[By Brenda Avadian]
Imagine getting a hot flash while struggling to assist your mother with dementia to use the toilet.
As you hold her and lower her slowly onto the toilet seat, the fear of falling grips her and she lashes out. Meanwhile, the stressful experience makes you feel like you’re burning up until you begin sweating.
Trying to care for a combative and confused person can be risky, especially when menopausal symptoms strike.
It is challenging enough being a caregiver for a cognitively impaired loved one, let alone managing the nauseating, claustrophobic, anxious feelings that often accompany a hot flash and sweats.
- What if your care recipient slips from your arms while you’re sweating?
- What if your personal summer is more like Death Valley in August?
- What if you can’t stand it any more and do something you’ll regret?
- How do we manage our menopausal symptoms while caring for a loved one?
1. Talk about your symptoms.
Thanks to a more accepting society about our body’s natural functions, it is no longer taboo to talk about our symptoms openly as it was in prior generations. As a child, I remember hearing the word delicate a lot. Delicate described PMS, menses, discomfort during pregnancy, and hot flashes. Did you notice that these are labels for female symptoms?
At least, we women have a successful musical acknowledging our symptoms. The memorable line from Menopause The Musical* brings smiles to all women of a certain age. I’m getting a hot flaaassh!
After a lifetime of cold nose, cold hands, and cold feet (but definitely a warm heart), I welcomed the early symptoms of peri-menopause at age forty-five, when my hormones kicked in and warmed me naturally. Over the years, those gentle warming trends gave way to desert heat and even the rain forest as peri-menopause morphed into full-blown hot flashes and sweats.
Talking about our symptoms not only releases us from experiencing them alone but allows us to take another step in managing our symptoms while caring for a loved one. But first, we need to do the following.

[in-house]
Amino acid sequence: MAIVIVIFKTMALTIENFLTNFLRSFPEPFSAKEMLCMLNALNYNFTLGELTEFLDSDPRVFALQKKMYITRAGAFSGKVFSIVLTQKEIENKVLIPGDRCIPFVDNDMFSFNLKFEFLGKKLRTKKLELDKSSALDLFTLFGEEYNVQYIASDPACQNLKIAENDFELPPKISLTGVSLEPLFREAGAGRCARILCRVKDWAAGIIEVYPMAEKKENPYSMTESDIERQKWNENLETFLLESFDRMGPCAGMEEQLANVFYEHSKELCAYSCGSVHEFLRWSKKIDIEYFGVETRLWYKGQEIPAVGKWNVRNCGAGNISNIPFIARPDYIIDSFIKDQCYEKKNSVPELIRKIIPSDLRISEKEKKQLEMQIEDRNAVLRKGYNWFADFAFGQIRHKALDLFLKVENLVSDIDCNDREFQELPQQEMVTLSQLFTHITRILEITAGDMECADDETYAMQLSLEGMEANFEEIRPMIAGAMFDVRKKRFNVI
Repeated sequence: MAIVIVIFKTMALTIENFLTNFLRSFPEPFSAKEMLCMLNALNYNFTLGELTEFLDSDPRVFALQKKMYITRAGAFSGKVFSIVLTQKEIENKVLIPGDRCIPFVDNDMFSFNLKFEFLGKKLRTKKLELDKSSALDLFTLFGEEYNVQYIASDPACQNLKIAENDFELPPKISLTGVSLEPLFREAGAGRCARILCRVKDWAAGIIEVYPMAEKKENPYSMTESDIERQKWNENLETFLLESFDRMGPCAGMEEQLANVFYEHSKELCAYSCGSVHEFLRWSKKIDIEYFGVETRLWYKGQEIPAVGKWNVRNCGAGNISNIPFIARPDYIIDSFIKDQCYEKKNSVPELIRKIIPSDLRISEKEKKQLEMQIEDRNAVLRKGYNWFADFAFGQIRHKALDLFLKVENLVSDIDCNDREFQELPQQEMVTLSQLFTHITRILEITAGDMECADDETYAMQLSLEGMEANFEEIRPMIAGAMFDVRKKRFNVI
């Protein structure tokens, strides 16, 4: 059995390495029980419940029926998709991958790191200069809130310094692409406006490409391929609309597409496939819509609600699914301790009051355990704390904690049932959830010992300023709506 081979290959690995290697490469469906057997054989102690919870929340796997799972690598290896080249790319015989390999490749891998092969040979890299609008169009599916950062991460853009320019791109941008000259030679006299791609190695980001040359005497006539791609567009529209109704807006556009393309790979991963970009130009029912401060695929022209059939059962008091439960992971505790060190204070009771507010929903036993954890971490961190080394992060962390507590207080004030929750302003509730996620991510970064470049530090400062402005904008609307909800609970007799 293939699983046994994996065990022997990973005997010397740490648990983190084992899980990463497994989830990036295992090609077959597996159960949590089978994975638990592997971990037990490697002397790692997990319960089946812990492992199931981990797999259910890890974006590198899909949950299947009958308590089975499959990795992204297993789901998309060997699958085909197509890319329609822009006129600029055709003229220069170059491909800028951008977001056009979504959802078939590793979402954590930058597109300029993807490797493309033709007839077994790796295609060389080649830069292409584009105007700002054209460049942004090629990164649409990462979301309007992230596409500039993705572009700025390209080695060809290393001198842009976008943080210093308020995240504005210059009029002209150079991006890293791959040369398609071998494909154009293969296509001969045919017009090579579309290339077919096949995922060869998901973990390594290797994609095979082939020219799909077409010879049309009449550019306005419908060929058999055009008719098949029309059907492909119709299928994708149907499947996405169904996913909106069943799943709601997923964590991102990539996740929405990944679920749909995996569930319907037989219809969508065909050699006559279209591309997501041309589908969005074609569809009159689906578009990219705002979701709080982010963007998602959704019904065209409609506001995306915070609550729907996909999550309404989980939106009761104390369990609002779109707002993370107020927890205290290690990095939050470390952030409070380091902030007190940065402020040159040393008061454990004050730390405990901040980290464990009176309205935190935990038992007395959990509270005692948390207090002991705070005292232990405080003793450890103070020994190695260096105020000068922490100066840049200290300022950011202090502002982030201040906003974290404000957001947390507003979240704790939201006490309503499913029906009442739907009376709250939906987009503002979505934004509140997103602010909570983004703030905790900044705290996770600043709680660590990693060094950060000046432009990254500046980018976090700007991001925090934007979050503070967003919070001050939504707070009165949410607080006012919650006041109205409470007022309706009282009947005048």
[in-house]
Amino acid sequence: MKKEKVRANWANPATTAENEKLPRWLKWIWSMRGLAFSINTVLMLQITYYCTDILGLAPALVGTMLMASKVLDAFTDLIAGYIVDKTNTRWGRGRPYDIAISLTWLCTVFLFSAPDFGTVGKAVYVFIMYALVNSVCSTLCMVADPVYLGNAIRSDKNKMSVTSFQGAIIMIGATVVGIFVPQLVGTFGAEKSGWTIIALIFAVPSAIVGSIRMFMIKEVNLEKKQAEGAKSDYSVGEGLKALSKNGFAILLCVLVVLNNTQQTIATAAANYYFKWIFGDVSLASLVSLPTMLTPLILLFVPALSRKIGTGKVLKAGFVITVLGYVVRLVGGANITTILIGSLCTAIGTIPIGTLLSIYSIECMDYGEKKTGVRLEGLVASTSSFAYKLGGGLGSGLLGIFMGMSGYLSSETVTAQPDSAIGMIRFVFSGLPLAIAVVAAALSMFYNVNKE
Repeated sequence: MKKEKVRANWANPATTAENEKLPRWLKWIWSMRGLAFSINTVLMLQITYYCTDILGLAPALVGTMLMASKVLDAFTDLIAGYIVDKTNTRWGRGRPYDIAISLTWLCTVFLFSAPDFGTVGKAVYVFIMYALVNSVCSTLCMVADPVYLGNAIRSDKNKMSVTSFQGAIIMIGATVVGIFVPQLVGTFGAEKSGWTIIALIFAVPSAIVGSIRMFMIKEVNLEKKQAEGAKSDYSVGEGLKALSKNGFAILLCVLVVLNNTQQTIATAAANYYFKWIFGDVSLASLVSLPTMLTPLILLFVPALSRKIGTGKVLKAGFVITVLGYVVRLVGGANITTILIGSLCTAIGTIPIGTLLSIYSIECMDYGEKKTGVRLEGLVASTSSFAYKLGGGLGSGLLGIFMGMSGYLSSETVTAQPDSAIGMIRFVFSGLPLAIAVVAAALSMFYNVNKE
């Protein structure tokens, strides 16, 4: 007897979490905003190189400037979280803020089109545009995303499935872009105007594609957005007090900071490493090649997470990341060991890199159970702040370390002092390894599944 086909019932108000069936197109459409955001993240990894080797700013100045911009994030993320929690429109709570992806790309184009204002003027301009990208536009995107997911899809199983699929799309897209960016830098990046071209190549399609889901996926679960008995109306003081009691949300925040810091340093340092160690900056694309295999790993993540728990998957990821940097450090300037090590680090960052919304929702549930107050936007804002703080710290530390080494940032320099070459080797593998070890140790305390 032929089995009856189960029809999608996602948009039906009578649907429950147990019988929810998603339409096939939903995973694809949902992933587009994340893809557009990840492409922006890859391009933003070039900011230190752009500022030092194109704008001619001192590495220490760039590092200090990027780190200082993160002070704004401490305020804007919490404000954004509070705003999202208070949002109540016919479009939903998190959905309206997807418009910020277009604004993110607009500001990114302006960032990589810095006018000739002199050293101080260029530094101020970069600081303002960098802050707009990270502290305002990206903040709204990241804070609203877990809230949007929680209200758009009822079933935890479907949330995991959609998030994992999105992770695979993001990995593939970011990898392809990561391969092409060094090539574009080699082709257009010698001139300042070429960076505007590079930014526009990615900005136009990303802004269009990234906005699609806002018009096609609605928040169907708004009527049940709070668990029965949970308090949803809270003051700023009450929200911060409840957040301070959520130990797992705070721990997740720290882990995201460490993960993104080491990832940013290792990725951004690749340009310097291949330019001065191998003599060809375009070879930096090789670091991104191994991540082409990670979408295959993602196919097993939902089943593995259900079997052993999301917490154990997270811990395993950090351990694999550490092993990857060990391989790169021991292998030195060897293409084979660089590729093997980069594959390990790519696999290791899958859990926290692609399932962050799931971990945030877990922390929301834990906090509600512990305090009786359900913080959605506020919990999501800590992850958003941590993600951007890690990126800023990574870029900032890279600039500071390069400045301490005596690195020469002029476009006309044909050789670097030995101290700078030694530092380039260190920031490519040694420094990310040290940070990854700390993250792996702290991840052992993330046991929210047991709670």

- Recognize when a hot flash is about to occur.
The longer we live with these symptoms, the better we get at recognizing the tell-tale signs. My husband will tell me, “You’re going to get hot soon.” How can he tell? My face flushes or gets red. On the other hand, I can usually feel a hot flash coming when I experience something negative or stressful. Soon I’m burning up and then getting wet with sweat.
To survive these, I try to look at the positives. When a hot flash strikes in the winter, who else but us women can feel comforted by standing in the middle of a blustery ice storm wearing nothing more than a pair of shorts and a tank top? I say, “Bring it on!”
To better manage our symptoms while caregiving, we need to take this next step.
- Ask for help.
Talking about our symptoms and recognizing when they appear are two steps to being able to deal with our own bodily symptoms in order to focus on providing quality care for our loved ones. And when we do burn up and those beads of sweat cause us to be uncomfortably slippery, we can ask for help and those around us will have heard us talk about it before and step in as we lose our cool. But what if we’re alone?
- Step away from caregiving for a moment.
If we have no support nearby to take control when we are caregiving, then we need to step away. In as little as five minutes, we can feel refreshed and return in a better state of mind. This makes all the difference between doing something we regret versus lovingly caring for our family member with dementia.
There you have it. Four steps to coping with menopausal hot flashes and sweats while caregiving. Don’t get angry or say or do something you’ll regret. Instead, learn to recognize and talk about your symptoms, ask for help, and if all else fails and you’re about to lose your cool, step away!
*Menopause The Musical – http://www.menopausethemusical.com/
Brenda Avadian, MA, of TheCaregiversVoice.com, is an award-winning speaker who serves as a national spokesperson for family and professional caregivers. She is an author of eight books. Having cared for her late father who had Alzheimer’s and even caring for geriatric cats (currently one lives with FIV and lymphoma), she brings hope and strength to caregivers around the world through knowledge, support, and tears of joy. As one who’s been in their shoes, caregivers invite her coaching on how to survive, thrive, and find the joy in caregiving. SIGN-UP for The Caregiver’s Voice monthly newsletter. Read related article here: http://www.thecaregiversvoice.com/latest-news/aging-why-are-we-so-afraid-of-it/
Article Source: 4 Steps to Manage Menopause and Caregiving